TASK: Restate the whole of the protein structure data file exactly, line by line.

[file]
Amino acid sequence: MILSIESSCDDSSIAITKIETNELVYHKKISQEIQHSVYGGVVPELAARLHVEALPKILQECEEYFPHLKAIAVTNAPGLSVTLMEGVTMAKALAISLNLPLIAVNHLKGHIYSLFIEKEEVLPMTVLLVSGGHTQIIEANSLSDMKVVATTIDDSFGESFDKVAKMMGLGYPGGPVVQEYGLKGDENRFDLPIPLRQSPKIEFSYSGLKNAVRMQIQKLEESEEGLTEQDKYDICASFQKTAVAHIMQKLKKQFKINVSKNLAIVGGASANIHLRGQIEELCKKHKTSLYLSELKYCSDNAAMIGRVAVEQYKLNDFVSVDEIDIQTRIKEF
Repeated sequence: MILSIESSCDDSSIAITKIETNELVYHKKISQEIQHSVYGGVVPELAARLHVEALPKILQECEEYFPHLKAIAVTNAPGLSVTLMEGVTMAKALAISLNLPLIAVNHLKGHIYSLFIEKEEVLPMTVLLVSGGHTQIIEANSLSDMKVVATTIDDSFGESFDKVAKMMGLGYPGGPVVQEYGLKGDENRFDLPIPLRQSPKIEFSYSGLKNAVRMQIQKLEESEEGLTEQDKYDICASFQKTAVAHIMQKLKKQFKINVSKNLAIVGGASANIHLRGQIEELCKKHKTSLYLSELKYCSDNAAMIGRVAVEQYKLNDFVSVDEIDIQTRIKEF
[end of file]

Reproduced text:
Amino acid sequence: MILSIESSCDDSSIAITKIETNELVYHKKISQEIQHSVYGGVVPELAARLHVEALPKILQECEEYFPHLKAIAVTNAPGLSVTLMEGVTMAKALAISLNLPLIAVNHLKGHIYSLFIEKEEVLPMTVLLVSGGHTQIIEANSLSDMKVVATTIDDSFGESFDKVAKMMGLGYPGGPVVQEYGLKGDENRFDLPIPLRQSPKIEFSYSGLKNAVRMQIQKLEESEEGLTEQDKYDICASFQKTAVAHIMQKLKKQFKINVSKNLAIVGGASANIHLRGQIEELCKKHKTSLYLSELKYCSDNAAMIGRVAVEQYKLNDFVSVDEIDIQTRIKEF
Repeated sequence: MILSIESSCDDSSIAITKIETNELVYHKKISQEIQHSVYGGVVPELAARLHVEALPKILQECEEYFPHLKAIAVTNAPGLSVTLMEGVTMAKALAISLNLPLIAVNHLKGHIYSLFIEKEEVLPMTVLLVSGGHTQIIEANSLSDMKVVATTIDDSFGESFDKVAKMMGLGYPGGPVVQEYGLKGDENRFDLPIPLRQSPKIEFSYSGLKNAVRMQIQKLEESEEGLTEQDKYDICASFQKTAVAHIMQKLKKQFKINVSKNLAIVGGASANIHLRGQIEELCKKHKTSLYLSELKYCSDNAAMIGRVAVEQYKLNDFVSVDEIDIQTRIKEF